I’ve lived in DeKalb County for nearly five years and like just about every other resident, I feel the sting of phrases like “… at least I don’t live in DeKalb.”
In the short time I’ve been here we’ve been ordered by the feds to fix the sewer system, seen nearly a dozen government officials face criminal charges, been through four school superintendents and seen several factions push to distance themselves from county government through the cityhood movement.
So why do I live here when there are at least a dozen other counties in metro Atlanta where I could reside?
I’d like to say I did extensive research, but that wouldn’t be entirely true.
My family and I moved here from Savannah when I accepted a position at the AJC.
Since my younger son was attending a public school Montessori, we sought something similar here and I couldn’t find a public school system with that structure other than DeKalb.
With house-hunting we found several in DeKalb that fit our budget and could accommodate two adults and two boys and wouldn’t mind a dog that shed a lot.
Once entrenched in our new surroundings, we took advantages of the county recreation department’s low-cost programs for after-school, summer and sports teams.
My boys learned to swim, play basketball and a host of other skills at Midway Rec Center.
We eventually found that the Montessori setup was more Monte-sorta and the littlest Broady ended up at a different school every year as we sought the right fit.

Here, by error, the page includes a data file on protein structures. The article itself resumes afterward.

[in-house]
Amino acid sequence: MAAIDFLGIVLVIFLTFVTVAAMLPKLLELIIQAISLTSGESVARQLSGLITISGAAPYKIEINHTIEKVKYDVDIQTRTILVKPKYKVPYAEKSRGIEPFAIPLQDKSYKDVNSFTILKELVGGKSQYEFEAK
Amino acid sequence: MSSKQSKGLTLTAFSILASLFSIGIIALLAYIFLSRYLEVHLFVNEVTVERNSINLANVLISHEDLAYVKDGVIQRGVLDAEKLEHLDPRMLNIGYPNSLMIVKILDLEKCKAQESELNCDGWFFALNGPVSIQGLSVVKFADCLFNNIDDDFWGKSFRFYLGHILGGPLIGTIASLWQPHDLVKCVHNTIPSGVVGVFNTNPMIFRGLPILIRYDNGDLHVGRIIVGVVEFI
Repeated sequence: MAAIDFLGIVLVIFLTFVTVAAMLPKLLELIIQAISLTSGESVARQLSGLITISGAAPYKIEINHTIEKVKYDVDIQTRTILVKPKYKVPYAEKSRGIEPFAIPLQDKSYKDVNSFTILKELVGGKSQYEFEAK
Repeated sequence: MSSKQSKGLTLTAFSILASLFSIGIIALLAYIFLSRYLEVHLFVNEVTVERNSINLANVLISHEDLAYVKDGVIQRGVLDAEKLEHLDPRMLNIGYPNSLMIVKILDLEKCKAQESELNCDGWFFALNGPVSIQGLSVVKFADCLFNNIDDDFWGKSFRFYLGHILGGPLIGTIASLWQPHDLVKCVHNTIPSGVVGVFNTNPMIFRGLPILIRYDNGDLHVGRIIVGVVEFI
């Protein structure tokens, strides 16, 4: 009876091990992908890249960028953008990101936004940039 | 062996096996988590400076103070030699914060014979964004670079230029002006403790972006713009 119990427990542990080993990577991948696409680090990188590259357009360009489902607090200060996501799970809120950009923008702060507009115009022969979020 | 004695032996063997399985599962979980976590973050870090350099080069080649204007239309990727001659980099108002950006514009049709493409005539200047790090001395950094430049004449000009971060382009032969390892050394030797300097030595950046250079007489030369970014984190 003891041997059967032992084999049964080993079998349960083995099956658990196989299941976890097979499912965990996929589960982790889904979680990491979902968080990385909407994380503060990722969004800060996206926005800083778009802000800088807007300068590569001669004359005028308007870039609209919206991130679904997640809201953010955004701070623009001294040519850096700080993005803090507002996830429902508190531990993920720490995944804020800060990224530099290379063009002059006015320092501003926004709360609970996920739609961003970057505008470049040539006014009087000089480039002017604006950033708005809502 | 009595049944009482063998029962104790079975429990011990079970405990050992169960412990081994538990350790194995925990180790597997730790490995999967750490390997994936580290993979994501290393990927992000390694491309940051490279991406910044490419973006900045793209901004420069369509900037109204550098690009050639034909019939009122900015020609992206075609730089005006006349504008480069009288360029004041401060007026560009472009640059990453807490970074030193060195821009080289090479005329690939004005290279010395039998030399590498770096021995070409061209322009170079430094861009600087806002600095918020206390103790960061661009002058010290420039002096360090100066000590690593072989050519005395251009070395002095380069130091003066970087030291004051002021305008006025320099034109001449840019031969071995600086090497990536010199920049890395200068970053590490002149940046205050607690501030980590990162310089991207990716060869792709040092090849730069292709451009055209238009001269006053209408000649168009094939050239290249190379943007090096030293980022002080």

This is the first year, however, that he’ll return to the same school. Through word-of-mouth, we found out about Wadsworth Magnet for High Achievers, a school with a rigorous curriculum in line with what we want for our son.
Through school, I made friends with Dr. Lisa Flowers, an OB/GYN and professor at Emory. She heads a women’s clinic as well as the school PTA. As if that’s not enough, she also runs the Spirit Foundation, a nonprofit aimed at educating women about health issues.
But those aren’t the only bright spots I found in DeKalb.
Last year, we bought a house in The Southland, a subdivision in unincorporated DeKalb near Stone Mountain.
The initial drive through The Southland revealed manicured lawns, neighbors who waved hello and community pride. The home owner’s association, lead by Tom Joiner, a caterer and retired Army colonel, regularly seeks input from residents as well as community activities. Acknowledgment of high school graduates, events to bring home owners together and regular updates on what’s happening cemented our choice.
And other organizations are just as adamant about moving DeKalb forward. I met Kathryn Rice, the head of South DeKalb Improvement Association, who’s working to revitalize the south DeKalb corridor. Her group meets regularly to pick up trash, remove illegal roadside signs and urge the county to keep up with street repairs and other maintenance issues.
It would be easy to pick apart the problems in DeKalb, but it’s much more difficult to do something about them. I choose to work toward making a difference and try to align myself with like-minded individuals. And that’s why I live in DeKalb — for the people who want to keep the bar high and vow to reach it.
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